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Inside an Adidas Veteran’s Plan to Make Sneakers Free From Plastic

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(Bloomberg Businessweek) —

For a good chunk of his 20-year tenure at Adidas AG, Eric Liedtke thought about Kanye West. Named head of global brands at the German company in 2014, Liedtke worked alongside the rapper and designer, now known as Ye, to build Adidas’ Yeezy label into a billion-dollar business. That all came crashing down last October, after Ye unleashed a series of unhinged outbursts that forced Adidas to end the partnership. But by then, Liedtke was already long gone: He’d left Adidas to design a shoe that might help save the planet.

The seeds of Liedtke’s departure were planted in 2014, when a branding expert named Cyrill Gutsch pitched Adidas on the idea of making sneakers from recycled plastic. Gutsch, 51, is founder of Parley for the Oceans, an advocacy group promoting design solutions to save marine habitats.

Ironically, Liedtke was at the time developing Boost, a plastic-based cushioning technology that Adidas had created with German chemicals giant BASF SE. But Gutsch made a strong impression on Liedtke, a former competitive swimmer and surfing enthusiast with a knack for both the technical aspects of footwear development and the art of marketing new products.

“You can tell a great story around saving ocean animals,” Liedtke recalls. “It’s a very powerful image to promote to people to say, ‘You can be part of the solution by buying this ocean-plastic product.’ ”

Adidas was also sold on the idea. To make the shoes, the company initially relied on Parley’s infrastructure for collecting plastic from beaches in the Maldives, which then got converted into high-quality yarn by Taiwanese textile giant Far Eastern New Century Corp. Before long, the parties had to expand the collection efforts to countries including the Dominican Republic and the Philippines to keep up with demand.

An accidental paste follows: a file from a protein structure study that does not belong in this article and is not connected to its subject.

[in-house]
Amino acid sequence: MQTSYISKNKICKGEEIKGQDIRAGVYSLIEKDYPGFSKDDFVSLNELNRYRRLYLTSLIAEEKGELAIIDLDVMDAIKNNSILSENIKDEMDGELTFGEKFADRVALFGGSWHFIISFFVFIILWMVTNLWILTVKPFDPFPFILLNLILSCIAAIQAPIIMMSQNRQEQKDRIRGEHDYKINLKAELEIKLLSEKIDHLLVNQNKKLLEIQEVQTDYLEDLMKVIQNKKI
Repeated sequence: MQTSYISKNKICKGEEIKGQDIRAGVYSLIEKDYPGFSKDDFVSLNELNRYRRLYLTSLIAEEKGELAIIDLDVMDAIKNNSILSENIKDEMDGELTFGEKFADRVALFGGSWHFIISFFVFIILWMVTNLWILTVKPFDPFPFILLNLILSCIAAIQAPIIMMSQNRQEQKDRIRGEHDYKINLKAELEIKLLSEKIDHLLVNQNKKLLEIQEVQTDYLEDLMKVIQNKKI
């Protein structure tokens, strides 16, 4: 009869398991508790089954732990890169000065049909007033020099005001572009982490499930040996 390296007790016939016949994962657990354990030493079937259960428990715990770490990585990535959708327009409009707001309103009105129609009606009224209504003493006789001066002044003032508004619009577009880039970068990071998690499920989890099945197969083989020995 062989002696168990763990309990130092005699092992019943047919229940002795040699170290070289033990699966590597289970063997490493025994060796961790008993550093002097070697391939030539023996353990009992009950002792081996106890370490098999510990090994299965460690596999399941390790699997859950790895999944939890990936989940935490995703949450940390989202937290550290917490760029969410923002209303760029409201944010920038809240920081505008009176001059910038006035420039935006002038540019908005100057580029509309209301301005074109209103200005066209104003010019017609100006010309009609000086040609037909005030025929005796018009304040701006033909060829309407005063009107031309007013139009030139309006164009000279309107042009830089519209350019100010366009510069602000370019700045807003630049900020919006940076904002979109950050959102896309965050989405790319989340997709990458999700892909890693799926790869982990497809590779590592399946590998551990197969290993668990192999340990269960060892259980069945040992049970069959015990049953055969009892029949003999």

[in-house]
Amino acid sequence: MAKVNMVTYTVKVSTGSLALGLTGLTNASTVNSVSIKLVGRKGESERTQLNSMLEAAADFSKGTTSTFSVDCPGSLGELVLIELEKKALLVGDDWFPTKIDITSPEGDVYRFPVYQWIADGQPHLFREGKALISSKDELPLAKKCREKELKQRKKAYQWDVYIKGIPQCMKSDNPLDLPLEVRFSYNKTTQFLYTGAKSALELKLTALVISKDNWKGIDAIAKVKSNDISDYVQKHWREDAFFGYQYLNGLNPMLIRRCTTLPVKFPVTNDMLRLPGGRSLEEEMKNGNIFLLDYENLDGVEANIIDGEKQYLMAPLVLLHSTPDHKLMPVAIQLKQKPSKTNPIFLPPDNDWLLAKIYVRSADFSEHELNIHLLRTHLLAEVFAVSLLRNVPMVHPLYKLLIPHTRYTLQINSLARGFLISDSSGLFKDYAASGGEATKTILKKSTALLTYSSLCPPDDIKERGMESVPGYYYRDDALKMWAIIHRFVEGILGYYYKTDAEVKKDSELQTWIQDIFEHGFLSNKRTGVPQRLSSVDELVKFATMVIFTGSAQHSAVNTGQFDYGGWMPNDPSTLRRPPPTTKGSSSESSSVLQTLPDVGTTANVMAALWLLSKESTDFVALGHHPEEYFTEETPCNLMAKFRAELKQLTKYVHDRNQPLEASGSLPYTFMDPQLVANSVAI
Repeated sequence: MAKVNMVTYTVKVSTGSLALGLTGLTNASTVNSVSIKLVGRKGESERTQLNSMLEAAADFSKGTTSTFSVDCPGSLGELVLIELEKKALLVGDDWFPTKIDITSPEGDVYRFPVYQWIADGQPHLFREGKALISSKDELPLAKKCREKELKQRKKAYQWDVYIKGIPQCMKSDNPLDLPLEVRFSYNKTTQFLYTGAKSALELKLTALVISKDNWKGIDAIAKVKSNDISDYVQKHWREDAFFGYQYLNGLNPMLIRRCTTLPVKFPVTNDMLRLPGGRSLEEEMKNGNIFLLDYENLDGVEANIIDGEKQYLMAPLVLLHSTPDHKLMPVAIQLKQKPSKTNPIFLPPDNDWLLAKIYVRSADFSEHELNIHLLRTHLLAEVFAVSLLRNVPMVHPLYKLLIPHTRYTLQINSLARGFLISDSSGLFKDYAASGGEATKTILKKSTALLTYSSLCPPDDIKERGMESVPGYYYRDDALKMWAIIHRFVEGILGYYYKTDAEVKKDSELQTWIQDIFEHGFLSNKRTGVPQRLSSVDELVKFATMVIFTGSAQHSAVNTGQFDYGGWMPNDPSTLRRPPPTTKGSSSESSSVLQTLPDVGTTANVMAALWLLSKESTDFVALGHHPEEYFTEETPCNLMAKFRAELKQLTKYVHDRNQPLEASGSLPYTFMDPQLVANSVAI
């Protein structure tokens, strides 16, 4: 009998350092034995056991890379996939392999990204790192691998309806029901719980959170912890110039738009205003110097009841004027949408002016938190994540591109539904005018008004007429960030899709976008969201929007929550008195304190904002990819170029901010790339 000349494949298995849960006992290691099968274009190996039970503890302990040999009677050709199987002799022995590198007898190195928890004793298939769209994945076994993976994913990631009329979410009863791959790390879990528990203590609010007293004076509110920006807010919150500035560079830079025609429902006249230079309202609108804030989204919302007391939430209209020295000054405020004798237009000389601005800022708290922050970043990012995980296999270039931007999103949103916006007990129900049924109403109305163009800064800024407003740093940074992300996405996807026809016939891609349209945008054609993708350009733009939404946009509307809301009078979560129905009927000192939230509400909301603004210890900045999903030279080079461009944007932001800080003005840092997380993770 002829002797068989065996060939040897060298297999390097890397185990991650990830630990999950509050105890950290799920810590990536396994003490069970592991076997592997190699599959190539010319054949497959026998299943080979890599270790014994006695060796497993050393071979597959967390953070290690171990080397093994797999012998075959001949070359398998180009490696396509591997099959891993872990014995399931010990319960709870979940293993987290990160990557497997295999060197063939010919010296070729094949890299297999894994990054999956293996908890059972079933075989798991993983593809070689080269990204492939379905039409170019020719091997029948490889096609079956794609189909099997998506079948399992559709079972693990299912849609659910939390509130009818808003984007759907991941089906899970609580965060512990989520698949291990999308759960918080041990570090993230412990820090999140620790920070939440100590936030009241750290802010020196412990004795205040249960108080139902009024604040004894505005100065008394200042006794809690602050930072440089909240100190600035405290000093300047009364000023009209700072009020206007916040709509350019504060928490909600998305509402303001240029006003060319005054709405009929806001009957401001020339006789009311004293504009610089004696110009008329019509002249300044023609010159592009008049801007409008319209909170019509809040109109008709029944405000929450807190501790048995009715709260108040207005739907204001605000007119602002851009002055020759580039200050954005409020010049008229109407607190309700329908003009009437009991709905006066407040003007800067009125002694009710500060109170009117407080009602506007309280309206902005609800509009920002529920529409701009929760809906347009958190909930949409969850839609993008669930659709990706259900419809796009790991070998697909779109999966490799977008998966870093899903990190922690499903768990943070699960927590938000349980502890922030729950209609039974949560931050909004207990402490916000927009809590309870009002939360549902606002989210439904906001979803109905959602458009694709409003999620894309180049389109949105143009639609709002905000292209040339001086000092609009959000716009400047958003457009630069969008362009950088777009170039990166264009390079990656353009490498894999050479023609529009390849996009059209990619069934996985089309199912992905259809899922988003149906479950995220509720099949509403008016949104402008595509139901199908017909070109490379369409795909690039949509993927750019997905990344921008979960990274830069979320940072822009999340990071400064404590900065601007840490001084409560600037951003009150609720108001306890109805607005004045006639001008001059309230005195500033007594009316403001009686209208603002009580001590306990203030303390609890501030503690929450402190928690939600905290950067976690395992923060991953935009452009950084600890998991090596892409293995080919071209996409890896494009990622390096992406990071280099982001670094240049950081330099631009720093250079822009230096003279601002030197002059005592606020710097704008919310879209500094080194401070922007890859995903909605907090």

Buzz for the franchise built after Liedtke unveiled its inaugural pair of sneakers at a United Nations climate conference in June 2015. They contained material that had been extracted from 45 miles (72 kilometers) of netting that Sea Shepherd Conservation Society crews had pulled out of the ocean while chasing the poaching ship Thunder a few months earlier. (Sea Shepherd founder Paul Watson was friends with Gutsch.)

“This is the highest-end performance running product you can find in the industry,” Liedtke told the UN conference crowd. “That’s what the future can look like. We don’t compromise anything.”

Adidas’ ocean-plastic franchise has since become a billion-dollar business: The company last year produced almost 27 million pairs of sneakers containing the Parley Ocean Plastic yarn, and it’s now using that material to replace virgin polyester in products such as marathon trainers and professional soccer jerseys. Adidas says a pair of $120 Parley X Adizero running shoes boasts an emissions footprint of 3.5 kilograms (7.7 pounds) of carbon dioxide equivalent across its “useful life.” That’s about a quarter of the average for a running shoe, according to a 2012 study from researchers at Asics Corp. and the Massachusetts Institute of Technology.